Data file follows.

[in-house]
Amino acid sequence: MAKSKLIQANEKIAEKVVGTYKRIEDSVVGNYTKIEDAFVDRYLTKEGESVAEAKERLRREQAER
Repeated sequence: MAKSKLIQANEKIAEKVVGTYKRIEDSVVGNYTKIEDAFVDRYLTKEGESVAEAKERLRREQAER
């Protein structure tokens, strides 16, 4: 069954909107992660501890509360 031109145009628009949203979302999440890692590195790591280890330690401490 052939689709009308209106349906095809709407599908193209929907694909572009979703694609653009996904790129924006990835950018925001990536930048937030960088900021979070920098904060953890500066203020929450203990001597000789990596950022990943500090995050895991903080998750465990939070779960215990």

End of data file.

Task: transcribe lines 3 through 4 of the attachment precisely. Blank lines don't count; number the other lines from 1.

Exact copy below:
Repeated sequence: MAKSKLIQANEKIAEKVVGTYKRIEDSVVGNYTKIEDAFVDRYLTKEGESVAEAKERLRREQAER
């Protein structure tokens, strides 16, 4: 069954909107992660501890509360 031109145009628009949203979302999440890692590195790591280890330690401490 052939689709009308209106349906095809709407599908193209929907694909572009979703694609653009996904790129924006990835950018925001990536930048937030960088900021979070920098904060953890500066203020929450203990001597000789990596950022990943500090995050895991903080998750465990939070779960215990």